Median Debt and Median Wages
July 2016 - Our past two blog posts have looked at the costs and employment outcomes for graduates of two-year and four-year colleges and universities in Northwest Minnesota. Rising Costs of College looked at total costs if students took out loans to cover all annual expenses including tuition and fees, room and board, books and supplies, and other expenses. Understanding Costs and Benefits compared median wages for graduates who found full-time, year-round employment against their student loan repayment obligations and the regional cost of living.
These data provided a framework for discussion, but total education costs vary by personal savings, school location, household income, hours worked while in school, scholarships awarded and pre-college credits attained. Clearly, not every student borrows the full amount to attend college. Instead, the U.S. Department of Education compiles data on average student debt on their College Scorecard. These data look at the performance of schools eligible to receive federal financial aid and the outcomes of their students.
According to College Scorecard data, students who graduate from the Minnesota State Colleges and Universities (MnSCU) in Northwest Minnesota borrow much less than the full amount needed for college, which also makes annual student loan repayments much less. The median debt for the five community and technical colleges in Northwest Minnesota ranged from $11,000 at Northwest Technical College in Bemidji to $15,750 at Northland Community and Technical College in Thief River Falls (Table 1).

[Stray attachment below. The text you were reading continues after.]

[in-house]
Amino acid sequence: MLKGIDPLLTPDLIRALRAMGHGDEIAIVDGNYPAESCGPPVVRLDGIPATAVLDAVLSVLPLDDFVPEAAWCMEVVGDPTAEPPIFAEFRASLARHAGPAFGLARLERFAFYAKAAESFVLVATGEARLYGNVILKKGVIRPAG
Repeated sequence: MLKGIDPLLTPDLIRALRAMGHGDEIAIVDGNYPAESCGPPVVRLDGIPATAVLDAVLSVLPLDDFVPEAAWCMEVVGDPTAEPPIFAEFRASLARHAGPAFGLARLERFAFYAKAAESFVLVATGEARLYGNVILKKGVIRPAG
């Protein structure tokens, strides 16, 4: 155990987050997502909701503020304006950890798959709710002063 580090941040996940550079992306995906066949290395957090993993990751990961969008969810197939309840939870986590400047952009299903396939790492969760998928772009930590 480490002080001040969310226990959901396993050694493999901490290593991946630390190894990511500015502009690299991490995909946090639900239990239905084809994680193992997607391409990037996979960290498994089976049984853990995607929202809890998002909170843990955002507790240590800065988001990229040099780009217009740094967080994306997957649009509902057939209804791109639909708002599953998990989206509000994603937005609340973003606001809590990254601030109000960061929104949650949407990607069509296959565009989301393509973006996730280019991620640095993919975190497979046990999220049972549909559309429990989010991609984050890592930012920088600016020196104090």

However, while median student debt is less than the full amount, graduates are also likely to earn less than full-time, year-round wages after graduating. According to data from DEED’s Graduate Employment Outcomes tool, after two years in the workforce, 2013 graduates from the two-year and four-year colleges and universities in Northwest Minnesota found full-time, year-round employment only 38 percent and 39 percent of the time, respectively.
The full-time, year-round median wage for graduates of the two-year colleges in Northwest Minnesota was $37,537; compared to $24,130 for all graduates, more than a $13,000 difference. Likewise, graduates from the four-year universities in the region who found full-time, year-round work were earning $41,158 two years after graduation, which was just over $11,000 higher than the median wage for all graduates, at $29,943.
Given these realities, Chart 1 lowers the annual costs of repaying student loans to match the median debt of all graduates from MnSCU schools in Northwest Minnesota, but also substitutes the median wage for all graduates working in Minnesota rather than using the full-time, year-round wages. These adjustments produce much different results than the last blog post. Graduates from four-year state universities would be able to meet their loan repayment and cost of living needs, but not by much. On the other hand, median wages for certificate and associate degree holders from the region’s community and technical colleges were about $2,000 short of what’s needed to afford cost of living and education loans combined.
The living standard of college graduates is highly variable by the type of institution attended, the length of the program, how much is borrowed to complete a degree, and whether a college graduate finds full-time work. Graduates are able to repay education loans more easily if they find full-time, year-round employment, but that assumption is a bigger risk than some might realize. GEO data show that many graduates have lower median wages until they land that full-time, year-round gig.
Next month, we’ll look at how different outcomes could affect families with additional cost of living expenses – another factor that will hopefully help individuals plan for the future.
For More Information
Contact Chet Bodin at 218-825-2183.